By Jamie Swinnerton
By Mark Antonation
By Lori Midson
By Jonathan Shikes
By Amber Taufen
By Cafe Society
By Juliet Wittman
By Jonathan Shikes
Male restaurateurs, chefs and managers who don't respect their female employees had better take note: Finally someone has had the courage to say "no more" to the sexist, degrading treatment women are subjected to in the restaurant industry (and I'm speaking from experience).
Ramona Brooke is the winner in this case--in all respects. Brooke, 41, was manager of the Off Belleview Grill in May 1992 when she was fired for refusing to dismiss a waiter because the restaurant's owner wanted more waitresses. Now manager of the Creekside Grill in Cherry Creek, Brooke sued the Off Belleview Grill for sexual discrimination. Last week she was awarded $121,000.
For Brooke, though, the money wasn't the point.
"I wanted to let the [restaurant community] know they can't get away with it anymore," Brooke says. "That's why I did it." She says she hopes her victory will inspire others to come forward.
"It's worth it," she says, adding that people who haven't worked in restaurants don't know how large a problem the industry has with sexual discrimination.
She's right. Over a recent lunch, a former waitress who'd worked for a prominent Denver restaurateur told me that one day he announced "we need more tits in the dining room." And a chef I worked with once told a waitress her new curly hairdo looked "real nice, but it would look better with my sperm in it." I almost threw up. When I told the woman we could probably take up a collection among the women working there to help her sue for sexual harassment, she said, "He'll make it look like I asked for it."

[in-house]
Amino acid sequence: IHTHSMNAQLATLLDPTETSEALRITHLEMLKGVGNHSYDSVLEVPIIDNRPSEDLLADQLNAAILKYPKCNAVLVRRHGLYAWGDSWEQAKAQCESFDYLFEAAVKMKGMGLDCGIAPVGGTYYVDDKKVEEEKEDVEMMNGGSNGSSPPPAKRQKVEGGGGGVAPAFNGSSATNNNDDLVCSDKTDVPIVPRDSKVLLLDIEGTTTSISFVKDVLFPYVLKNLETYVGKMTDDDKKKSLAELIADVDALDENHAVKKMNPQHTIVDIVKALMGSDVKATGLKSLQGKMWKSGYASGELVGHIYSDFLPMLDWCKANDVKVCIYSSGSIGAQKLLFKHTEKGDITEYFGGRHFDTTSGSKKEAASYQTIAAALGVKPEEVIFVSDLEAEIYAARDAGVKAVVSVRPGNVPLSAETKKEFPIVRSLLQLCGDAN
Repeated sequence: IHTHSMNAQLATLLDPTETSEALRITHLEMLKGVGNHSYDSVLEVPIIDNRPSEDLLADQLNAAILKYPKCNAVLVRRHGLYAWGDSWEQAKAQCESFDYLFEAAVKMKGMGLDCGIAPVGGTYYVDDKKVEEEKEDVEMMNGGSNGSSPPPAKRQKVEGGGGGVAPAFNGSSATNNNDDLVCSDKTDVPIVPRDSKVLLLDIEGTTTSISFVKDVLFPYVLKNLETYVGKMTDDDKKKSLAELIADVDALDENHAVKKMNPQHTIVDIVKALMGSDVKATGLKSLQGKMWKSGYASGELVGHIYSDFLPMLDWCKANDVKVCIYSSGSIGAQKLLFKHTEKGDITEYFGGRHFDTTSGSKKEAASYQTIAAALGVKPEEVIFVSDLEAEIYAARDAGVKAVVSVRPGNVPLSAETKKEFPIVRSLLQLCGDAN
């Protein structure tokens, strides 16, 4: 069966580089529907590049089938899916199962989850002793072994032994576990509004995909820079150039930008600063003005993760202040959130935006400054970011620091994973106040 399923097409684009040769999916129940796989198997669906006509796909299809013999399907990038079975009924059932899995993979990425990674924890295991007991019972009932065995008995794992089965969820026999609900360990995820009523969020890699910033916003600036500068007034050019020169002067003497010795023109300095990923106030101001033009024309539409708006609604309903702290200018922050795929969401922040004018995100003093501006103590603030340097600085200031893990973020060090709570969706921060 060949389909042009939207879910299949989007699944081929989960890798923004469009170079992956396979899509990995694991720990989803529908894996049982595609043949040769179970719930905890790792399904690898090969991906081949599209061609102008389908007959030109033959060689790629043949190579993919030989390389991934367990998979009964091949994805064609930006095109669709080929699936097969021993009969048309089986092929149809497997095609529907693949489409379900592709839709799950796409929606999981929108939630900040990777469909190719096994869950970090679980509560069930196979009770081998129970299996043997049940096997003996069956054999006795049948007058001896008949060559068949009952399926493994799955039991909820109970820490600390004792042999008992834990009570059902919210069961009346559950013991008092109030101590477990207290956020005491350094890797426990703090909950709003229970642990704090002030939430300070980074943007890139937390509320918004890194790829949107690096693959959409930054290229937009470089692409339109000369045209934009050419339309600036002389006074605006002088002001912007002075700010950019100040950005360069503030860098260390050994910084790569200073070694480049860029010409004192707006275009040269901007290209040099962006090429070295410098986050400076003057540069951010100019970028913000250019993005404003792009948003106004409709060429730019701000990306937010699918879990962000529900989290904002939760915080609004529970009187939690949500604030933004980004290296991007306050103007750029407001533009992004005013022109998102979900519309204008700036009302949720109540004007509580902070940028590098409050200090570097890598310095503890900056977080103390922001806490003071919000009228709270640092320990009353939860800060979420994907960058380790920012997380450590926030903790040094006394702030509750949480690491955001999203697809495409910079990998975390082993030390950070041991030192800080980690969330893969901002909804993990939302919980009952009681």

There are women (and men) who encourage sexual advances and banter. But you're an idiot if you don't know to keep your comments and your hands to yourself in a business situation.
And if you can't stand the heat, get out of the kitchen.
Eat, drink and save the earth: The Columbine in Evergreen is hosting a wine dinner with a twist: Proceeds from the April 12 four-course meal featuring Colorado wines will go toward purchasing for Jefferson County open space a 400-tract of land known as Noble Meadow, an area developers have been trying to get their hands on for some ridiculous project like mountain condos. Forty-five bucks buys you not only a clear conscience but also a one-hour tasting, silent auction and dinner prepared by Bavarian chef Peter Ertl. For reservations (if you have to cancel at the last minute, give them a donation anyway, because space is limited) or more information, call 670-3651.
Would the real Guinness please stand up? I'm drowning in phone calls from Denver area pubs claiming to pour a pint o' Guinness just like the ones in Ireland, and I have pledged (it's a dirty job...) to follow up on each and every one of them. I'll be the person you see stumbling down Colfax mumbling "slainte" (by the way, it's pronounced "slon-cha"). If and when I find the goods, you will be the first to know.